Book excerpt: Invite Wonder
The following is an excerpt from Awake and Rise: Bite-sized examinations for deepening the deconstruction process.
During a period of silence at a retreat years ago, I sat beneath a tree on the shore of a lake, thinking, praying, and watching the water. Large-grained, gritty sand collected in the tree roots, and I scooped up a handful to take a closer look. As I peered more closely, the grains which looked uniform came into focus, transforming into minute shells, shining bits of glass, and tiny polished stones, in a tumble of different shapes and sizes. The glorious variety was hidden into uniformity by the filters of perspective and distance.
In this era of fear, political tension, and endless social media outrage, it’s easy to become jaded. We’re constantly presented with reasons to be discouraged. The world becomes drab as we process the ongoing stress, making it hard to access joy. Assessing our view of faith and grappling with the losses which result makes it even harder.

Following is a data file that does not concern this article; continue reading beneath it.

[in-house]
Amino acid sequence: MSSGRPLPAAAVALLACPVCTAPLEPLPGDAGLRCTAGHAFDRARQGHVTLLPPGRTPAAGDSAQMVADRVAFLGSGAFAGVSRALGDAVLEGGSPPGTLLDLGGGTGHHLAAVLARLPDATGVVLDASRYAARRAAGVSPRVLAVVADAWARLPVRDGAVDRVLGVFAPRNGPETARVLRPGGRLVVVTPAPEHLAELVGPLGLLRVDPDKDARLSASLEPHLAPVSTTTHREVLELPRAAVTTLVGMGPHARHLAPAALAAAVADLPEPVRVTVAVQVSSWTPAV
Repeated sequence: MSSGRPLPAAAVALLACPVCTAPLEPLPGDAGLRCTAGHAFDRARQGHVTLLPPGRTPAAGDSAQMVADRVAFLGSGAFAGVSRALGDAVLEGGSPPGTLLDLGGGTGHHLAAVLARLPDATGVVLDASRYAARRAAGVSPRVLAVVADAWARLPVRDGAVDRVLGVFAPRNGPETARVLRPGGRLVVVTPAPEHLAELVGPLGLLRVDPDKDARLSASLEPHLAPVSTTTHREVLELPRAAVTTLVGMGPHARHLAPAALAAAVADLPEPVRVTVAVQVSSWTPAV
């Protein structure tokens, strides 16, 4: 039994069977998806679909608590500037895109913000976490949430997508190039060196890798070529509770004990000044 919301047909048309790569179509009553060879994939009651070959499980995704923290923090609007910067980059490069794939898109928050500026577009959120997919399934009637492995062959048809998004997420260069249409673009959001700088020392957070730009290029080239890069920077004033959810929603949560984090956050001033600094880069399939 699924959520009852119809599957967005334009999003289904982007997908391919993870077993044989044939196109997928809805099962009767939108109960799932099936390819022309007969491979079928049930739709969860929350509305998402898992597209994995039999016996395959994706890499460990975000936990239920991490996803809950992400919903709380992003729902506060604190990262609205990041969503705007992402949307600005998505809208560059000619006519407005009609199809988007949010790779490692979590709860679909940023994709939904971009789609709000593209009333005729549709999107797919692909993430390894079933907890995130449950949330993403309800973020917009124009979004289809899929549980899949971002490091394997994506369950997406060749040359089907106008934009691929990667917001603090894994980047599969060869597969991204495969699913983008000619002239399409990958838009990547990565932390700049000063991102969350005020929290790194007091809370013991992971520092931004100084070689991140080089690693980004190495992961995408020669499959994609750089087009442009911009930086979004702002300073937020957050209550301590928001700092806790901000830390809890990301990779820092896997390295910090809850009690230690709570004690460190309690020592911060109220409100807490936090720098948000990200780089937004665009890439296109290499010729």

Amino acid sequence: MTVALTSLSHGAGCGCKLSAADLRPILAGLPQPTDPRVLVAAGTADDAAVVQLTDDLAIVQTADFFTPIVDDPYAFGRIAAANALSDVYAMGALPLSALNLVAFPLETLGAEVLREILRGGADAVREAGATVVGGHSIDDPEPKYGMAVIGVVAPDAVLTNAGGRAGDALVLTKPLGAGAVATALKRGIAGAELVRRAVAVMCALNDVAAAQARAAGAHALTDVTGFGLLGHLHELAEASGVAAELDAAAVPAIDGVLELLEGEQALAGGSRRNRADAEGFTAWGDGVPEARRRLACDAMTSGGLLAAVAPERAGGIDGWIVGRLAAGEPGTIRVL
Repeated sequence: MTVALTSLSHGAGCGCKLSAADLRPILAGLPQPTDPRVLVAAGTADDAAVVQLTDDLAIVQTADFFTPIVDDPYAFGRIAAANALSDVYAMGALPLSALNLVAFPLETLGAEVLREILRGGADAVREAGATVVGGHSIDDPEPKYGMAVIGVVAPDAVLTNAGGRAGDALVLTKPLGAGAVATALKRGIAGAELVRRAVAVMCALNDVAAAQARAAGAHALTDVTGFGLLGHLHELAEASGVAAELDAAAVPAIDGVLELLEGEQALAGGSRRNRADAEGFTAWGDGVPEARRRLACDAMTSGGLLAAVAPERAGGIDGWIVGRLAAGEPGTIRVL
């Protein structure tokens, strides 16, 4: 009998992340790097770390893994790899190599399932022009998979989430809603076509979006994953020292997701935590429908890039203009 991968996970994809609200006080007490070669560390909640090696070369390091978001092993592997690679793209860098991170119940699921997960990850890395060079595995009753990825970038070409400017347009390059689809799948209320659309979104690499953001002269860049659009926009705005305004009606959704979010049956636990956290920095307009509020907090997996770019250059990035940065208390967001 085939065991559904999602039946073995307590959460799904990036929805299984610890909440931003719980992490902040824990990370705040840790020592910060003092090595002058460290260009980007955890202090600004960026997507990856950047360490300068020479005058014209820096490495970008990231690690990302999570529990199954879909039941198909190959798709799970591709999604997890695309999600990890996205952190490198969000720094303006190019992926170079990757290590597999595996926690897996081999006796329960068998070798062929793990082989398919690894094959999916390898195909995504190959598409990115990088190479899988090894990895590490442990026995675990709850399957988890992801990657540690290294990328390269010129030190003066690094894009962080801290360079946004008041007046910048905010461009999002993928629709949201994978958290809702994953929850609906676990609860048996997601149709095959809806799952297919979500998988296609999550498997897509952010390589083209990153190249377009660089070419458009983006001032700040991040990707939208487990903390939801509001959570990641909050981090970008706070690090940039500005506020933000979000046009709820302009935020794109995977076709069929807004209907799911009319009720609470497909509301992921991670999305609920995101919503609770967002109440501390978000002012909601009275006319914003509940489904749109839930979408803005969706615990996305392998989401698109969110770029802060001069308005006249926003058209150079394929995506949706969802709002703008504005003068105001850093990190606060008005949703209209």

But our lives are filled with magic and meaning, if we stop, breathe, and look more closely. The wonder of a sky turning into stripes of pink and blue at sunset, the warmth of blankets covering us on a cold night, the miraculous complexity of skin, changing texture as it performs its function of containment year after year. There is wonder to be found in simply closing our eyes and counting how many sounds we can identify, and how much life can be experienced through that focus; sounds of children playing, birds, singing, and fire trucks wailing in the distance.
It takes work to actively reject jadedness and replace it with surprise, but as we cope with the challenges of deconstruction, it’s important work.
The divine is in the details. Seek them there.
But you don’t have to be religious in order to open to wonder. You only have to reclaim a sliver of what you once knew as a child. If you remember how to wonder, then you already have what you need to learn how to love.